Background & aims: The mechanisms of hepatitis C virus (HCV) infection, liver disease progression, and hepatocarcinogenesis are only partially understood. We performed genomic, proteomic, and metabolomic analyses of HCV-infected cells and chimeric mice to learn more about these processes.
Methods: Huh7.5.1dif (hepatocyte-like cells) were infected with culture-derived HCV and used in RNA sequencing, proteomic, metabolomic, and integrative genomic analyses. uPA/SCID (urokinase-type plasminogen activator/severe combined immunodeficiency) mice were injected with serum from HCV-infected patients; 8 weeks later, liver tissues were collected and analyzed by RNA sequencing and proteomics. Using differential expression, gene set enrichment analyses, and protein interaction mapping, we identified pathways that changed in response to HCV infection. We validated our findings in studies of liver tissues from 216 patients with HCV infection and early-stage cirrhosis and paired biopsy specimens from 99 patients with hepatocellular carcinoma, including 17 patients with histologic features of steatohepatitis. Cirrhotic liver tissues from patients with HCV infection were classified into 2 groups based on relative peroxisome function; outcomes assessed included Child-Pugh class, development of hepatocellular carcinoma, survival, and steatohepatitis. Hepatocellular carcinomas were classified according to steatohepatitis; the outcome was relative peroxisomal function.
Results: We quantified 21,950 messenger RNAs (mRNAs) and 8297 proteins in HCV-infected cells. Upon HCV infection of hepatocyte-like cells and chimeric mice, we observed significant changes in levels of mRNAs and proteins involved in metabolism and hepatocarcinogenesis. HCV infection of hepatocyte-like cells significantly increased levels of the mRNAs, but not proteins, that regulate the innate immune response; we believe this was due to the inhibition of translation in these cells. HCV infection of hepatocyte-like cells increased glucose consumption and metabolism and the STAT3 signaling pathway and reduced peroxisome function. Peroxisomes mediate β-oxidation of very long-chain fatty acids; we found intracellular accumulation of very long-chain fatty acids in HCV-infected cells, which is also observed in patients with fatty liver disease. Cells in livers from HCV-infected mice had significant reductions in levels of the mRNAs and proteins associated with peroxisome function, indicating perturbation of peroxisomes. We found that defects in peroxisome function were associated with outcomes and features of HCV-associated cirrhosis, fatty liver disease, and hepatocellular carcinoma in patients.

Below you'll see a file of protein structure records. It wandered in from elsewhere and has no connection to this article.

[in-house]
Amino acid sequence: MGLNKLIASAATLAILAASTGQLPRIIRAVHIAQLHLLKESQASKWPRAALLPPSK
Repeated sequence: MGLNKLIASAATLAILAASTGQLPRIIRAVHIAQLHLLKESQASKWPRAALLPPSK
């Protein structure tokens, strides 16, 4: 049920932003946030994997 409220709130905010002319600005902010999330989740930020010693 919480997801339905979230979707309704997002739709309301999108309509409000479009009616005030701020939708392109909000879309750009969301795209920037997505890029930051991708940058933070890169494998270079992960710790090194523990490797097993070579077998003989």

Conclusions: We performed combined transcriptome, proteome, and metabolome analyses of liver tissues from HCV-infected hepatocyte-like cells and HCV-infected mice. We found that HCV infection increases glucose metabolism and the STAT3 signaling pathway and thereby reduces peroxisome function; alterations in the expression levels of peroxisome genes were associated with outcomes of patients with liver diseases. These findings provide insights into liver disease pathogenesis and might be used to identify new therapeutic targets.
Keywords: HCC; immune regulation; metabolic disease; signal transduction.
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